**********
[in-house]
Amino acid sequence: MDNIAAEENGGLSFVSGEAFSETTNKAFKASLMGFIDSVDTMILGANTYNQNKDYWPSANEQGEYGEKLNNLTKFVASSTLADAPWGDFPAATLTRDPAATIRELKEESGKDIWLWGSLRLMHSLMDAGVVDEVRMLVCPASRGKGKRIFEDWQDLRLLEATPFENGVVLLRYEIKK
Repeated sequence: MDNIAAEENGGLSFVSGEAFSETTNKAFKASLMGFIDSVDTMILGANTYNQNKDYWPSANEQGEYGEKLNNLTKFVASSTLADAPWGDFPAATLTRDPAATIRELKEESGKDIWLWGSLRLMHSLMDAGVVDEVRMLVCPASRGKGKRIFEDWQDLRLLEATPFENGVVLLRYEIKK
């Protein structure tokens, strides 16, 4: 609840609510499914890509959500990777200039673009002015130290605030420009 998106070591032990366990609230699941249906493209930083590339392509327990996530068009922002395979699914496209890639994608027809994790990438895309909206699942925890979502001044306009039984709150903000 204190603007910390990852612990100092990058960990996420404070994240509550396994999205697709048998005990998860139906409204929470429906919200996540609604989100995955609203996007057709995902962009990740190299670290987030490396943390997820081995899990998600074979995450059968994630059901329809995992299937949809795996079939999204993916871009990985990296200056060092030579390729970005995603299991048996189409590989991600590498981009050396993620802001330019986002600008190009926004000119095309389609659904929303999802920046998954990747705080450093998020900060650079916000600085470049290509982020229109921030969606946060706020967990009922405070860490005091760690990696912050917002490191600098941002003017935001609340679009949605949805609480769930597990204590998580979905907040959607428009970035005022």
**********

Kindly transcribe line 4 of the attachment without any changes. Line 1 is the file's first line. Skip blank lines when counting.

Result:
């Protein structure tokens, strides 16, 4: 609840609510499914890509959500990777200039673009002015130290605030420009 998106070591032990366990609230699941249906493209930083590339392509327990996530068009922002395979699914496209890639994608027809994790990438895309909206699942925890979502001044306009039984709150903000 204190603007910390990852612990100092990058960990996420404070994240509550396994999205697709048998005990998860139906409204929470429906919200996540609604989100995955609203996007057709995902962009990740190299670290987030490396943390997820081995899990998600074979995450059968994630059901329809995992299937949809795996079939999204993916871009990985990296200056060092030579390729970005995603299991048996189409590989991600590498981009050396993620802001330019986002600008190009926004000119095309389609659904929303999802920046998954990747705080450093998020900060650079916000600085470049290509982020229109921030969606946060706020967990009922405070860490005091760690990696912050917002490191600098941002003017935001609340679009949605949805609480769930597990204590998580979905907040959607428009970035005022």